When he dove into the water
To save the drowning child,
He never thought of a reward,
Other than the child's smile.

But a tearful, grateful father
Gave the young man cause to sing,
When he thanked him and he blest him,
With a costly diamond ring.


He never could have bought that ring,
A one carat gem without a flaw,
Its price too high for the likes of him,
He looked at the ring with awe.

A fool in love, folks said he was,
When he got down on bended knee,
And gave the ring with love and trust
To his promised bride to be.

The ring sparkled on her finger,
As she held it out with pride,
Placed there to wear forever,
Along with smiles she could not hide.

The ring sat with elegance,
Upon her velvet skin,
Its facets gleamed and glimmered,
And shone from deep within.


Meant to stay, and so it did,
For many, many years,
It saw her through a lifetime,
Of happiness and tears.

The only time she did not wear it,
The only time it left her hand,
Was when she hid it in her bodice,
When the Civil War began.

She hid the ring from rowdy rebels,
To protect it - her crusade,
And because she was so clever,
The precious ring was saved.

She wore the ring until her death,
When it gently was slipped off
And then, with care, was put away
In a tiny, velvet box.


For years it sat upon a shelf,
Out of sight and out of mind,
Till one day, an old man took it down,
He knew that it was time.

A grandson's sweet, young bride,
Now claimed the treasured ring,
Which had not lost its sparkle,
And again made two hearts sing.

The ring went through some peaceful years,
Then sadly through another war,
World War One had now begun,
But by God's grace, it soon was o'er.

Though her husband died in combat,
The lady managed to hang on,
And the ring stayed upon her finger,
Where it truly did belong.


Ever mindful of its heritage,
She held the ring in high esteem,
And with a modest dignity,
She proudly wore the ring.

She wore the ring till she was old,
It nearly slipped from her withered hand,
She passed it on to her daughter then,
To be " worn with pride" - her last demand.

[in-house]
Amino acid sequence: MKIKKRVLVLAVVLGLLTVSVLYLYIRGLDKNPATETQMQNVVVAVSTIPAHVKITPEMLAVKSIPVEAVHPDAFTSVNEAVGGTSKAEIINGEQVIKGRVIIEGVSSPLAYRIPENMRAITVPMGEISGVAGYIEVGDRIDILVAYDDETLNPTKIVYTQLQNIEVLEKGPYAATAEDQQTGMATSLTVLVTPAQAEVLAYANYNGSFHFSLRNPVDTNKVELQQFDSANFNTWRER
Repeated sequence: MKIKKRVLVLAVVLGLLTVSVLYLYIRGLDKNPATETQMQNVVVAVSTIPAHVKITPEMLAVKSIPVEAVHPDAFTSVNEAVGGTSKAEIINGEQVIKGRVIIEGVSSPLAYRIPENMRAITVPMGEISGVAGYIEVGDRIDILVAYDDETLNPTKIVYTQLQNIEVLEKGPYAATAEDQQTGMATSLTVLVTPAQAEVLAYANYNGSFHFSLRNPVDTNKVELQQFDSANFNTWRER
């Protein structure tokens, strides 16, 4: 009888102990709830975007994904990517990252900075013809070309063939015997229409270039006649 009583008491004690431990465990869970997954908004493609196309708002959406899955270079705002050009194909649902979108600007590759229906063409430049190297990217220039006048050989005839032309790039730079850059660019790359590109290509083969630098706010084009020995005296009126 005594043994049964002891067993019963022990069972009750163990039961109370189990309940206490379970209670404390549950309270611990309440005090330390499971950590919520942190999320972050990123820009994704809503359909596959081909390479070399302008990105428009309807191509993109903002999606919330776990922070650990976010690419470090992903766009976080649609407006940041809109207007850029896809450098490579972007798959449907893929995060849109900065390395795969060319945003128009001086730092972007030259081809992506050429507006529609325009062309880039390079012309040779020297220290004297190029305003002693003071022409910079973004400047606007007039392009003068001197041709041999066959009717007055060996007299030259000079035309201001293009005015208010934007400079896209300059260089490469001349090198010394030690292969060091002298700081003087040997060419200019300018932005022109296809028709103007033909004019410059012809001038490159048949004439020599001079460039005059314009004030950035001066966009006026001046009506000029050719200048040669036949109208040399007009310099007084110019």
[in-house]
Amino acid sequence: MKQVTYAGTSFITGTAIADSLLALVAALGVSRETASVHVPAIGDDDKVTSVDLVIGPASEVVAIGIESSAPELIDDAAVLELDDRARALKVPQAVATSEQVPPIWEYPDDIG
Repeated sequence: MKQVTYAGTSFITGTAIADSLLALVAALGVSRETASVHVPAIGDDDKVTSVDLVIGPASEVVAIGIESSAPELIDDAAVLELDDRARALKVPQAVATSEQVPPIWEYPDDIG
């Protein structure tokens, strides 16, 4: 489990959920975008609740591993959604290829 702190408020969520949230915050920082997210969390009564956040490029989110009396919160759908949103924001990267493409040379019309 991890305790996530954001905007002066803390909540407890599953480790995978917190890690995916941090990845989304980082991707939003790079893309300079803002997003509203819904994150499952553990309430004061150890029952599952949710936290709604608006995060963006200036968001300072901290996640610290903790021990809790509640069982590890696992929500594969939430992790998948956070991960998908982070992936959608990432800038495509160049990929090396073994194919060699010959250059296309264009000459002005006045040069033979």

The ring had now become a symbol
Of women with backbone,
Thus, anyone who wore that ring
Was someone who could hold her own.

Another generation now,
And the ring was still intact,
How long had it been around?
By now, folks had lost track.


World War Two ... another war,
The ring now upon a nurse's hand,
It brought her loving thoughts of home,
When she touched its golden band.

The Korean War; then Viet Nam,
More wars on down the line,
The ring passed on and on again,
Forever it would shine.

Though deemed a valued heirloom,
It was never locked away,
Now it graced a typist's finger,
As she did her job each day.

As she rode the subway into work,
The ring gleamed upon her hand,
It gave her such a sense of worth,
One had to see to understand.


Of course, she wore it on the morning
Of that crisp September day,
When the world forever changed,
And people were betrayed.

That day she smiled at her cohorts,
As their elevator rose,
To the eightieth floor in Tower One,
Her fate now sealed and closed.

In the aftermath of Nine/Eleven,
Who knew how many died?
And who knew just who was who,
And how to be identified?

But in the ashes and the rubble,
Happened an amazing thing,
A reflection and a flash of light
Revealed a diamond ring.


A grieving husband claimed the ring,
Given him, after much ado,
He brought it home to his little girl,
"Honey - here's Mommy's ring for you."

Though too young to understand,
The pretty bauble made her smile,
The ring then was held in trust,
For this most precious child.

Thus, on and on, the ring was passed,
Generation to generation,
And with it came an unwritten tale,
Of a history of a nation.

It never was 'just a ring,' you know,
It was a sign of strength and pride,
And as long as it remained,
It meant a family still survived.

~ Virginia (Ginny) Ellis ~
September 2005


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The midi file playing
is the lovely work of Margi Harrell.